The Federal Communications Commission on Monday took the first step toward possibly reversing its longstanding position that funds from the federal E-Rate program can’t be used to help with internet access in students’ homes.
The FCC is formally requesting comments on expanding the E-Rate program to help school districts more comprehensively address the digital divide that has kept millions of students from continuous instruction while learning from home during the pandemic.
The request for comments includes questions about which types of devices would be most useful for students who are learning at home; what guidance the FCC should provide to ensure that school districts are getting a bargain when making tech purchases; and whether the FCC should reimburse schools for purchases they’ve made in the last year to address these issues.
Equity is also a focus of the request for comments: “How can the Commission ensure that available funds are efficiently targeted and focused on the needs of rural students; Native American, African American and Latinx students; students with disabilities; and other populations of students that are [disproportionately] affected by the Homework Gap or are more expensive or difficult to reach?”
The request mentions that using E-Rate funds for off-campus purposes isn’t without precedent. The commission in recent years has allocated funds from the program for residential areas surrounding schools that serve students from Native American tribal lands or students with medical needs.
The deadline to file comments is Feb. 16.
The commission’s E-Rate program, established in 1996, has sent billions of dollars to school districts for expanding Wi-Fi access in school buildings. When the pandemic forced the vast majority of U.S. students to learn remotely last spring, a wide range of advocates urged the federal government to grant permission to use E-Rate funds for home connectivity as well.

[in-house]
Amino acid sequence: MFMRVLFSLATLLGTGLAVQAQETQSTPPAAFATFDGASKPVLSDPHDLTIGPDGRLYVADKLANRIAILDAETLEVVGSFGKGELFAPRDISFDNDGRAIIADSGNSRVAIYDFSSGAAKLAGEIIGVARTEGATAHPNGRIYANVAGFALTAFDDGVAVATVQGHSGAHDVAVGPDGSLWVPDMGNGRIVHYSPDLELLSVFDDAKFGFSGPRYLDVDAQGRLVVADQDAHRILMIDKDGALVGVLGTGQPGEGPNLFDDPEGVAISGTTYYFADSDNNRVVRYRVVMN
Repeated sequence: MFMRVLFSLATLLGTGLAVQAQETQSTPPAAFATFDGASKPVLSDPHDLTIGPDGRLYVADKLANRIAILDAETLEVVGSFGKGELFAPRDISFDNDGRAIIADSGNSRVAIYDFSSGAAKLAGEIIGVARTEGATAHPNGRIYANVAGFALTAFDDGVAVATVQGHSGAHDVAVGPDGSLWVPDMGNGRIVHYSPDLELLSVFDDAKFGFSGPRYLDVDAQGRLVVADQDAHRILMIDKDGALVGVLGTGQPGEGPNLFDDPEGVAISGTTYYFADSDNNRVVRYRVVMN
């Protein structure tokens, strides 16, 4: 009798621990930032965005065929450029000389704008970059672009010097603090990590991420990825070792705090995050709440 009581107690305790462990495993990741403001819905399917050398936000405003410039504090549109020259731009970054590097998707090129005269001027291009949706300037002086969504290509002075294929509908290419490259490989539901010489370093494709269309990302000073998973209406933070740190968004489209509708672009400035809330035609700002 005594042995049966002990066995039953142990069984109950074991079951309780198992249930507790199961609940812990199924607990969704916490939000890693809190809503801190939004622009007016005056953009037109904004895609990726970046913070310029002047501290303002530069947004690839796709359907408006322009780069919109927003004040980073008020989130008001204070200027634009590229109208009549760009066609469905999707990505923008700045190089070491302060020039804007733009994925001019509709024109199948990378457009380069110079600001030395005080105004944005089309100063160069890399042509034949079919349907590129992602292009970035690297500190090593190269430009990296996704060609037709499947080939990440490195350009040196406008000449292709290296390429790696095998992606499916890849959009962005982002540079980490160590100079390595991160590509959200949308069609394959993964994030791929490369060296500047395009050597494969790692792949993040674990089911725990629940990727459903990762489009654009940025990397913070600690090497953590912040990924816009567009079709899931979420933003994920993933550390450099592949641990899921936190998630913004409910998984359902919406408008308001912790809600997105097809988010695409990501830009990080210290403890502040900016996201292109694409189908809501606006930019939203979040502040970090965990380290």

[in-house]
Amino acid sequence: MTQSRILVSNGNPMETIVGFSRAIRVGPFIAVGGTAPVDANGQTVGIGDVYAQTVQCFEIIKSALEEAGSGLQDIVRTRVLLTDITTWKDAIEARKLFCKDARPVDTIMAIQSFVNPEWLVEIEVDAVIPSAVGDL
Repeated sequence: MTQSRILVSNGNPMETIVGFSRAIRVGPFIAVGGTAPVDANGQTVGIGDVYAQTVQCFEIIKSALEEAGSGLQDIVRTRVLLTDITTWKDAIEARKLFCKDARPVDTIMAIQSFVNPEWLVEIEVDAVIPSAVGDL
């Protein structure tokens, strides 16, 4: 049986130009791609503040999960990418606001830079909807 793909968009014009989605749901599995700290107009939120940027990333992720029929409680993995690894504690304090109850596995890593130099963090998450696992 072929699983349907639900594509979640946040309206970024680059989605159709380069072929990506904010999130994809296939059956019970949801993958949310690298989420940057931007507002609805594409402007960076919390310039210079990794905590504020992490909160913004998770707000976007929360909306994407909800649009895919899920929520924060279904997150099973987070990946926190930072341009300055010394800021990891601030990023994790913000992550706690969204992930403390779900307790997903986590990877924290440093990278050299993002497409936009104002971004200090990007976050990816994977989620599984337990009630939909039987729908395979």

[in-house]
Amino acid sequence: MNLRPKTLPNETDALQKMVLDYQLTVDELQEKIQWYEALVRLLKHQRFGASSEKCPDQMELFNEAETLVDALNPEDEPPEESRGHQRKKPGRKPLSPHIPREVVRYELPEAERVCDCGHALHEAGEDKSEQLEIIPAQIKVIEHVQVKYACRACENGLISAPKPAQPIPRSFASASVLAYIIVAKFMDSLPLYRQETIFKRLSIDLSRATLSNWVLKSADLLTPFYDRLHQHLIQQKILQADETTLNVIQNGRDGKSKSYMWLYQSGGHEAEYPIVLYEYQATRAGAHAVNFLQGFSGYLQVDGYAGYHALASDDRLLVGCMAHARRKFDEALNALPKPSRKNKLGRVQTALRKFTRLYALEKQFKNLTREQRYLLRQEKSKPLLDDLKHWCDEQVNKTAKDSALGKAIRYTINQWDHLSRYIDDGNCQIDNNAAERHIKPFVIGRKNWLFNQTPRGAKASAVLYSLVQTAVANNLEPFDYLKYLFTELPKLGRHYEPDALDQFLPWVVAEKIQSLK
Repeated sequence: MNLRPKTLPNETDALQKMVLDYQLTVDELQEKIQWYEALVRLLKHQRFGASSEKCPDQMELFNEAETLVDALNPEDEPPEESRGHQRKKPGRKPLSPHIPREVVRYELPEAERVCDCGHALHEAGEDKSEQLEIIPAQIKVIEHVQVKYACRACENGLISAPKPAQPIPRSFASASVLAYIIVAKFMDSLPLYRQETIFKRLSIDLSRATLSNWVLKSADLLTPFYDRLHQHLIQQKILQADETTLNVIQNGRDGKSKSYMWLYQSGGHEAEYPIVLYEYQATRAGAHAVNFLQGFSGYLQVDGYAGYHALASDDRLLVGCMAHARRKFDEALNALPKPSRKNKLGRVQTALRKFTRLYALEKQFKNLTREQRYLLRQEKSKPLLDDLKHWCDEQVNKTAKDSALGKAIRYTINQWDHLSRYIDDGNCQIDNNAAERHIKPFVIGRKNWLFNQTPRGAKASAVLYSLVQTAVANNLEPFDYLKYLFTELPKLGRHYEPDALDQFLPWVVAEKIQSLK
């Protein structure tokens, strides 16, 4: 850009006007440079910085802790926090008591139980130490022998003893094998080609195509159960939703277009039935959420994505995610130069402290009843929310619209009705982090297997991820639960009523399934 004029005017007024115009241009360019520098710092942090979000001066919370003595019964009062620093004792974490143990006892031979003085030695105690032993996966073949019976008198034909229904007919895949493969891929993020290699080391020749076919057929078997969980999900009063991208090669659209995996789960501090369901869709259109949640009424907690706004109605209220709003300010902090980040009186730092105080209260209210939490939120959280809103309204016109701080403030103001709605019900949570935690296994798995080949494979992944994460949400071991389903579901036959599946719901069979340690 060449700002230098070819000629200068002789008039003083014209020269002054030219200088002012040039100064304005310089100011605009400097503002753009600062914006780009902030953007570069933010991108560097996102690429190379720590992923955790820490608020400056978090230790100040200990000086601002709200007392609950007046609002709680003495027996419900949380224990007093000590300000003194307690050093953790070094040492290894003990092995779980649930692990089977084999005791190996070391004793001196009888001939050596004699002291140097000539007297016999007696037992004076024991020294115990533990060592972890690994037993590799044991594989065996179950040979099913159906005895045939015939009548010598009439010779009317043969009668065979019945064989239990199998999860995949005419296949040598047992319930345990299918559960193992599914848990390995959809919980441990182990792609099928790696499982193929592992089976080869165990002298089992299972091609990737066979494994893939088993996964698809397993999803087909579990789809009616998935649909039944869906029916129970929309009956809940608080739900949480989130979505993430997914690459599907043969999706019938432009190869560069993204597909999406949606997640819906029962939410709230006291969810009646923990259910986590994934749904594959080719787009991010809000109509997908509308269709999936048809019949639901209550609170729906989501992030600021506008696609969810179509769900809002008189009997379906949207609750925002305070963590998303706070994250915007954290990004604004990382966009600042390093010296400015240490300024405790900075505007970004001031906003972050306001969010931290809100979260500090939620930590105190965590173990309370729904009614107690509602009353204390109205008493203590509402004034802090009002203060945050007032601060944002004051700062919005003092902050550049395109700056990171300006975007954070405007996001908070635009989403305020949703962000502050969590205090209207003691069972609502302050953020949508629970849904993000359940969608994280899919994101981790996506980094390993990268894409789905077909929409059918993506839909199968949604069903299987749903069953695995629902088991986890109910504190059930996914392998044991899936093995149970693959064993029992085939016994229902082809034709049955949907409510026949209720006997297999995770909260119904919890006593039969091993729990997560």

Ajit Pai, then chair of the FCC, repeatedly rejected those requests, arguing that the law dictates E-Rate funds must be used for “classrooms,” not private residences.
But Pai, a Republican who was appointed by former President Trump to the commission in 2017, resigned in November in anticipation of the new presidential administration. Upon taking office, Joe Biden appointed Jessica Rosenworcel, a Democrat who has served on the commission since 2012, to serve as interim chair.
Rosenworcel has been among the strongest advocates arguing—including in the pages of Education Week—that the FCC should take a more active role in addressing the digital divide.
“Navigating the politics of the moment and the logistics of even a partial reopening of in-person instruction are complicated,” she wrote along with former U.S. Secretary of Education John King last summer. “We need to start now, so that every student has a fair shot at getting the connection and content they need to continue learning during this crisis.”
The FCC’s latest move follows an executive order from Biden last month that encourages the commission to ramp up its efforts to provide internet access to as many students as possible. Ed-tech advocates have expressed cautious optimism that the Biden administration will take more aggressive action in the coming months to close what remains a significant gap between Americans who have robust internet access at home and those who don’t.